DETAILED DESCRIPTION OF THE INVENTION

As shown in FIG. 3, supercapacitor 6 is formed from two like opposed rectangular aluminium sheet electrodes 10 which are maintained in a spaced apart overlying configuration by an intermediate separator 11. Each electrode includes a coating of activated carbon for providing a high surface area. Moreover, each electrode includes a protruding tab, which are separately numbered 15 and 16. The tabs includes respective central apertures 17 and are configured such that they protrude from opposite edges of the respective sheets.

The elements shown in FIG. 3 are placed in a package with only tabs 15 and 16 protruding. An electrolyte is placed in the package before it is sealed. This arrangement is then wound to provide the tubular supercapacitor 6, as best shown in FIG. 4. The supercapacitor is hollow and extends axially between a first end 19 and a second opposed end 20. Each of the ends includes an apt 21.

The internal diameter of the supercapacitor is such as to complementarily receive battery 5, which is inserted through one of apertures 21. Moreover, ends 19 and 21 are axially spaced apart to be co-terminus with the adjacent ends of the battery. That is, supercapacitor 6 provides a sheath into which battery 5 is received. Once so received, tabs 17 and 18 are folded across respective adjacent apertures 21 and welded, soldered or otherwise electrically connected to the battery terminals such that battery 5 and supercapacitor 6 are connected in parallel. In this embodiment use is made of ultrasonic welding. It will be appreciated the positive terminal of battery 5 includes a detent which is received by and which extends through aperture 17.

Thereafter shrink wrap 2 is applied and device 1 is ready for use. It will be appreciated that device 1, when wound, has a total wall thickness of about 0.2 mm. That is, device 1 only increases the diameter of the battery about which it is disposed by about 0.4 mm.

Supercapacitor 6 provides a capacitance of about 0.5 Farads and an esr of 10 milliohms. Accordingly, device 1 offers performance characteristics which are far superior to that of boy 5 alone. That is, in situations where pulse loading of device 1 occurs, a predominance of the energy provided will be from supercapacitor 5. This reduces the pulse load on battery 5 and, as such, allows the battery life to be extended. Moreover, between pulses battery 5 is able to recharge supercapacitor 6. That is, as the internal resistances of batteries are generally higher than the esr or equivalent series resistance of a capacitor or supercapacitor the use of such a capacitor or supercapacitor in parallel with the battery reduces the effective resistance of the resultant energy storage device.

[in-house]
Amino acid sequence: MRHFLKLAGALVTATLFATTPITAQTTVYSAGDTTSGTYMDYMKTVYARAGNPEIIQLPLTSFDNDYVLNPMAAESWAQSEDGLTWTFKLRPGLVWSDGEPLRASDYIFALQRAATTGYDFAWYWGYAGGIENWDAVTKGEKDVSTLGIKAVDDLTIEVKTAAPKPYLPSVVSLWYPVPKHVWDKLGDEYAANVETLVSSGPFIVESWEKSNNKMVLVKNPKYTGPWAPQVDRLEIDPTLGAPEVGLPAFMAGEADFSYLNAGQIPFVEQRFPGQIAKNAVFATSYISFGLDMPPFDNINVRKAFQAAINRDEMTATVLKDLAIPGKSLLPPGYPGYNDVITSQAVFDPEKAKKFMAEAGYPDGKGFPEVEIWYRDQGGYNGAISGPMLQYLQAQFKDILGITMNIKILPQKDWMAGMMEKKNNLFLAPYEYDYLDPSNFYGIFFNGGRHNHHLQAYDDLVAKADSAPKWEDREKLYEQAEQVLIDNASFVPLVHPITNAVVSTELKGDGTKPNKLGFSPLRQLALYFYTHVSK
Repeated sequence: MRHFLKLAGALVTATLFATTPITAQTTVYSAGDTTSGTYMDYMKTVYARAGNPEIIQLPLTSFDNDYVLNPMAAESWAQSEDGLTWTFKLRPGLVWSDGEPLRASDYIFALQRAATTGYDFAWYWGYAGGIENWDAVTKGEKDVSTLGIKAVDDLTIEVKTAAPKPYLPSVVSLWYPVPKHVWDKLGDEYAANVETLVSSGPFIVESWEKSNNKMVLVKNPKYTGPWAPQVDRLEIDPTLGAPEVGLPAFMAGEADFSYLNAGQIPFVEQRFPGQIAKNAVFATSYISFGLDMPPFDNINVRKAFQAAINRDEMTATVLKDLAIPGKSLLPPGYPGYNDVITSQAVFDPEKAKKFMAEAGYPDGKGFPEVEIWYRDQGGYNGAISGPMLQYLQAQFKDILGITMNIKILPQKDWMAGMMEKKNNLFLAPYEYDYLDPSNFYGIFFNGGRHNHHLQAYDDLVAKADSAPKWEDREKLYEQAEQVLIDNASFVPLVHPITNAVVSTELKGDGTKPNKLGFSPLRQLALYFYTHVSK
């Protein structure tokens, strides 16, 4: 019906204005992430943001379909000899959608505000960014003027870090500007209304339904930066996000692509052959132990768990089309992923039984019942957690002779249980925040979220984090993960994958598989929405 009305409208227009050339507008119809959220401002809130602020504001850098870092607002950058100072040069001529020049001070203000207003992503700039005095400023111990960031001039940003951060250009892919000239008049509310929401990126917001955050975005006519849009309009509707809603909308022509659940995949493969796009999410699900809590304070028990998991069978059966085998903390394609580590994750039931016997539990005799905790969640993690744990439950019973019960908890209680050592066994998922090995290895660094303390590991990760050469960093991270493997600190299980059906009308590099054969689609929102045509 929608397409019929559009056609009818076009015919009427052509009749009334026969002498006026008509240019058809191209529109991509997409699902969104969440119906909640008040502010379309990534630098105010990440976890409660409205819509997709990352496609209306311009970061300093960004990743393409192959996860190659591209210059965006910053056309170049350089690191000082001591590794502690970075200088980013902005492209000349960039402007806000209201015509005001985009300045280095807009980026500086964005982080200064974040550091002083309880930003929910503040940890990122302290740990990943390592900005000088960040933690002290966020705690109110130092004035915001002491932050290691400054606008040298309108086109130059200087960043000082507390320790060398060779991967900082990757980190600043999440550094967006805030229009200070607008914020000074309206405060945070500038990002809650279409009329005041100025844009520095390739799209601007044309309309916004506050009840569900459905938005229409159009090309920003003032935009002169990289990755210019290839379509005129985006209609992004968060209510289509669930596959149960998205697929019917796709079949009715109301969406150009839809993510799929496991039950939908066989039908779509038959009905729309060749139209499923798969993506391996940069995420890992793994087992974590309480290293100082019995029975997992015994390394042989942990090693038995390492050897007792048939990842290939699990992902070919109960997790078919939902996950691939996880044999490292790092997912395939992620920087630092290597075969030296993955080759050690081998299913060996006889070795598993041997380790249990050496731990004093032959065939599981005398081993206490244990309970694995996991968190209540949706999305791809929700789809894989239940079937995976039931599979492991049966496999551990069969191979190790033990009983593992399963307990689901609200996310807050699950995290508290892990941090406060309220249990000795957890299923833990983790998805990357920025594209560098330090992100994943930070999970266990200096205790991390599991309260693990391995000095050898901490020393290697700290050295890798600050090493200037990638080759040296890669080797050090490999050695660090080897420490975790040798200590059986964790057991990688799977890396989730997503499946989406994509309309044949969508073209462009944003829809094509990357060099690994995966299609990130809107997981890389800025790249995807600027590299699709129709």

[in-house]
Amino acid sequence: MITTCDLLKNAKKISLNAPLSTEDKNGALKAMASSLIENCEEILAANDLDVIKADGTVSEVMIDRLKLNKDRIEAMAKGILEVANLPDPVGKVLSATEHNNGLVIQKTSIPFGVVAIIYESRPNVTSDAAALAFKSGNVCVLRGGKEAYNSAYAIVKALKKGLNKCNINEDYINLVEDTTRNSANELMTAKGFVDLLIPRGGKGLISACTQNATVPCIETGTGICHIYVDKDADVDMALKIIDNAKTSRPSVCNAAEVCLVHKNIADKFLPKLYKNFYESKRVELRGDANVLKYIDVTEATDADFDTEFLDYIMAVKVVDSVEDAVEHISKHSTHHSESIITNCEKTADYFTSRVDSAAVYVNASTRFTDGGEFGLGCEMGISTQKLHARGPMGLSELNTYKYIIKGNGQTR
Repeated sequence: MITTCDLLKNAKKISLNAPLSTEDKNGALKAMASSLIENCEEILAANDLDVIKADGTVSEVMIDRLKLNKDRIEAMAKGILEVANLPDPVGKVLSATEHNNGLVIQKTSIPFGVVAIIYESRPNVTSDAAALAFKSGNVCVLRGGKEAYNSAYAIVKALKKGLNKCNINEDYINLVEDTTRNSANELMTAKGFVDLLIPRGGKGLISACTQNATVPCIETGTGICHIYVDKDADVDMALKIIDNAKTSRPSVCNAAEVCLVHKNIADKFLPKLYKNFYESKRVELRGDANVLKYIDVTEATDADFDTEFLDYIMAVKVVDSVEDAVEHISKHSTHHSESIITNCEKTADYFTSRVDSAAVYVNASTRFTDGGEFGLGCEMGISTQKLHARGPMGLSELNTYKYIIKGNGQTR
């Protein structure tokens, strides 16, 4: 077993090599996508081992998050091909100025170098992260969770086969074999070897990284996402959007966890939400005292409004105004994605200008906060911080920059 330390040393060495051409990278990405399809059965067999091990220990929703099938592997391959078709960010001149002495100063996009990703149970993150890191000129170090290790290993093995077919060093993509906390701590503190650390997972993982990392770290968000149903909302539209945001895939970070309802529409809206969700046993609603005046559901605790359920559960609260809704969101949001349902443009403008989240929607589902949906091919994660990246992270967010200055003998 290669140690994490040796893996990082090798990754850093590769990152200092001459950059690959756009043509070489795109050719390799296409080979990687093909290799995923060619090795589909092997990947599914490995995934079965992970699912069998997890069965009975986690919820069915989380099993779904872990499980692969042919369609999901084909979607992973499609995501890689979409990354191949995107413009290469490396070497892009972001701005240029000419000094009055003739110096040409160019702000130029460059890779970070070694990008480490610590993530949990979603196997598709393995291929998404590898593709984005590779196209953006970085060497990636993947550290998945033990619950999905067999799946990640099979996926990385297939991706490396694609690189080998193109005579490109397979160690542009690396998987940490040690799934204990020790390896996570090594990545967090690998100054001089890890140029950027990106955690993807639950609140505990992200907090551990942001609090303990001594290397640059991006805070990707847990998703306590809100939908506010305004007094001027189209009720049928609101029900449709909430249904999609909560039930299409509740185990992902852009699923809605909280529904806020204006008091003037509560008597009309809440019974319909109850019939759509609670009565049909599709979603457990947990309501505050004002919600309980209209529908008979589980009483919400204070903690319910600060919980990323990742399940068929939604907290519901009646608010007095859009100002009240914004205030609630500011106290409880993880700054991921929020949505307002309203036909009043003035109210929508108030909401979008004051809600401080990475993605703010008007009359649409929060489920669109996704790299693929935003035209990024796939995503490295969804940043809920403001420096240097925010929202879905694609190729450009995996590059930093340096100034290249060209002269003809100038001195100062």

Another preferred embodiment of the invention is illustrated in FIGS. 7, 8 and 9. More particularly, with reference to FIG. 8, there is shown an orgy storage device 41 including a hard plastics housing 42. Device 41 has two rectangular metal terminals 43 and 44 which are adjacent one another and a bottom edge 45 of the housing. Device 41 is selectively engaged by way of formations 46 and 47 with a GSM telephone (not shown). Moreover, terminal 43 and 44 are located to abut corresponding terminals on the telephone to allow energy transfer to the telephone.

Device 41 includes an electrochemical device in the form of a Li-Ion battery 48 disposed within housing 42 for providing an electrical potential between the terminals. Battery 48 includes two electrode tabs 49 which electrically connect the respective positive and negative electrodes of the battery (not shown) to terminals 43 and 44.

A capacitor, in the form of a supercapacitor 50, is mounted internally to housing 42 and is electrically connected to terminals 43 and 44 in parallel with battery 48. That is, supercapacitor 50 includes two electrode tabs 51 that electrically connect the respective electrodes of the supercapacitor to terminals 43 and 44.

In the embodiment shown, tabs 51 are sandwiched between respective tabs 49 and teal 43 and 44. In some embodiments the actual physical connection between the tabs and the terminals is effected by welding or soldering. In this specific embodiment, however, the connection is effected by ultrasonic welding.

As best shown in FIG. 7, Supercapacitor 50 includes two electrodes 52 from which respectively extend tabs 51. The electrodes are generally rectangular and include respective carbon coatings that are opposed with each other. The electrodes are maintained in a fixed spaced apart configuration by a porous separator 53 that is non-conductive. The electrodes and the separator are contained within a sealed plastics laminar package 54 which contains an electrolyte for allowing ionic conduction between the electrodes. Tabs 51 extend from package 54 for connection with terminals 43 and 44, as discussed above.

In this embodiment, supercapacitor 50 is flexible to facilitate its incorporation into housing 42. This also allows supercapacitor 50 to be retro fitted into some existing housings. An example of the cons on of such a flexible supercapacitor is disclosed in a copending PCT patent application numbered PCT/AU99/00780, the disclosure of which is included herein by way of cross reference.